Consequences of Growing My Own

Well, I was attempting to sex/segregate the birds as the juvenile batch is getting older, and some of the males are starting to fight over the few females of reproductive age. As I was doing this, one of the big guys flew right up passed me and out of the coop. After a thrilling little chase with the bird net, he was recaptured (I wasn’t going to hold a little thing like that against him, I would have done the same), and returned to the hutch…where he immediately began attacking the other birds. That wasn’t going to do at all. So, to make a short story even shorter, I now have a nice big fat Quail decorating the inside of my freezer. In a week or two, he will belong to the dogs.

Don’t worry, I’m an old hand at this and it was fast. Seriously though, isn’t this all apart of growing your own foodstuffs and getting back in touch with the Urban Farmer in all of us? Is it any better to blindly walk into a supermarket, be completely disassociated from the veg, egg, milk, meat or kibble you have purchased, and take that home to feed your pets instead not knowing what went into the animal or how it was treated before and after death?

I still felt bad, and I have decided firmly that I won’t be eating the birds I grow or the eggs, they are for the dogs or perhaps to barter down the road with someone else for a foodstuff the dogs can use in their raw diet. I have also decided that a goal in feeding raw, aside from the primary health benefits to my dogs, will be to attain home grown products from small family farms and to support small, local business thru barter or trade. I won’t be supporting companies like Tyson or ConAgra, and I accept the fact that although it may be more inconvenient, I will need to seek out those elusive old timey butcher shops from time to time and do what people did before there was kibbles.

Some exciting news, a family relation is raising a herd Kobe beef and my mom has some hearts, livers and kidneys waiting for me in her freezer, for free. I think the dogs are liking this Japanese themed raw diet!

3 thoughts on “Consequences of Growing My Own

  1. Score on the Kobe Beef!!!Sorry that the quail acted up, but I'm glad you've already got a handle on how to handle situations like that. I admire what you are doing. You are 100% correct – taking responsibility for what becomes the food your dogs (or you!) eat rather than disassociating yourself from the foods in the grocery aisle make you much more aware, and responsible. Perhaps we could all use experience as Urban Farmers to be grateful for what we have, and be conscious of when convenience is taken for granted. Keep up the awesome work, Lindsay!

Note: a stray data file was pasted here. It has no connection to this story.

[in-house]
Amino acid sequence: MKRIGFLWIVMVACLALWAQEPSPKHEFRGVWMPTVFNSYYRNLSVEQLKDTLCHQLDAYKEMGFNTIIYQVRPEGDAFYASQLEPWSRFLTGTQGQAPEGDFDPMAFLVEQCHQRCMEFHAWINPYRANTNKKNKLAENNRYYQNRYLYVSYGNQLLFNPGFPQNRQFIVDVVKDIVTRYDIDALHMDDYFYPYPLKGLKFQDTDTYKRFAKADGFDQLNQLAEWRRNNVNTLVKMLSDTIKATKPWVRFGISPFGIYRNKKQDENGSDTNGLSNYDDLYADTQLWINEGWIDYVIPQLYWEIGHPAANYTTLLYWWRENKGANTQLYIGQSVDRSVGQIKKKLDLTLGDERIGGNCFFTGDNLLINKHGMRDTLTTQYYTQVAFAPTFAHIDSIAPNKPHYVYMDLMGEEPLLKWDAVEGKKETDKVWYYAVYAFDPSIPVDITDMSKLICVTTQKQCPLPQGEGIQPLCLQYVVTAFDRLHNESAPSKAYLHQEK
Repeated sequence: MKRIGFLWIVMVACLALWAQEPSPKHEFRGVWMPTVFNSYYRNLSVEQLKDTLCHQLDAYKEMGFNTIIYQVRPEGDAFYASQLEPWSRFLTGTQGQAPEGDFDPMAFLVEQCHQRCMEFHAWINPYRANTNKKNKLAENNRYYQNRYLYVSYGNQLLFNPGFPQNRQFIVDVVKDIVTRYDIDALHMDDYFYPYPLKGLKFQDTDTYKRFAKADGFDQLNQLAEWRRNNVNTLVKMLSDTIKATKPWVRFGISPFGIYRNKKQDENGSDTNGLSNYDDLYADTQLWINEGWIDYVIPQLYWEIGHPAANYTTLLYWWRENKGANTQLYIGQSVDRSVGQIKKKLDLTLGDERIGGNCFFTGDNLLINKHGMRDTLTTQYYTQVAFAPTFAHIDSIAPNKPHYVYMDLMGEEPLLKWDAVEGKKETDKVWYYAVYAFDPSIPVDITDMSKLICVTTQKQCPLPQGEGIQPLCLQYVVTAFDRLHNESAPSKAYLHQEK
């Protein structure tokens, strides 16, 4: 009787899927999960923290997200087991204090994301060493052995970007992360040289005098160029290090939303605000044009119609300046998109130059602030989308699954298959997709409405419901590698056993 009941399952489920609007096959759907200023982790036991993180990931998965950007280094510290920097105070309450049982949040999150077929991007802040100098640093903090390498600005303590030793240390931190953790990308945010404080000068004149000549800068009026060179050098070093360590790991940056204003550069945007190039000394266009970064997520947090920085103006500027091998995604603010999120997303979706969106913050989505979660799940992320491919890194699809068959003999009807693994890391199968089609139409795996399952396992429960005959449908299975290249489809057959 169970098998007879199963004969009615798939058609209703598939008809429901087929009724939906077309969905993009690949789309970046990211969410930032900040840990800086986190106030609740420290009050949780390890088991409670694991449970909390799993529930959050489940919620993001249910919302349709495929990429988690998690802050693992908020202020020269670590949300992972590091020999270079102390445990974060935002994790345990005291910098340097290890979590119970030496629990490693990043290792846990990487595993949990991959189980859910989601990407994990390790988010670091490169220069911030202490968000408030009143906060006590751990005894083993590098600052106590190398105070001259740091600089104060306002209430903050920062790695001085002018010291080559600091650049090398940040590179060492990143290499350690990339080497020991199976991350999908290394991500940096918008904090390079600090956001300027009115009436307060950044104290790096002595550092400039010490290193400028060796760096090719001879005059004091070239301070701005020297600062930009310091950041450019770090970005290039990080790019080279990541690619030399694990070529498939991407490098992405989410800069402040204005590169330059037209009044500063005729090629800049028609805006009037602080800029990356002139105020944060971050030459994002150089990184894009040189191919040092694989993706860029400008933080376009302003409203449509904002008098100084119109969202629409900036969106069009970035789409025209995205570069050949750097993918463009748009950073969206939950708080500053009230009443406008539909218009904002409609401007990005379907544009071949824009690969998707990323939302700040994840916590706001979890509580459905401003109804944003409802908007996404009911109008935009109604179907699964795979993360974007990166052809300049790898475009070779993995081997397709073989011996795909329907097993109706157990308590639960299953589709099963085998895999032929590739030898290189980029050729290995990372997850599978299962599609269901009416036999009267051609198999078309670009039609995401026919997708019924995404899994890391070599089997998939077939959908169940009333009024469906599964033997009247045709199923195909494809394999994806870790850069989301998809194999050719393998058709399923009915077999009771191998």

2. Are the shiba showing a lot of interest in the live quail before their time? I recently started a small flock of 3 hens in my backyard. My shiba female is very curious about them, but I haven't seen any murder in her eyes. Then again, they won't be left alone together any time soon.

  3. Hi, thanks for reading the blog. Both dogs are now extremely interested in the birds, the female more so because she sees them now that I walk her past on occasion when I use her for pest control to dig out any rat nests. The male has never seen them, but he sits by the fence (and smells for rats, squirrels) and is interested in the sounds they make. I would not trust them alone at all, as I have encouraged the prey drive in my dogs for training. I suppose with the right positive/reward training, you could teach the Shiba to ignore the birds (but never leave them alone together as you plan to).

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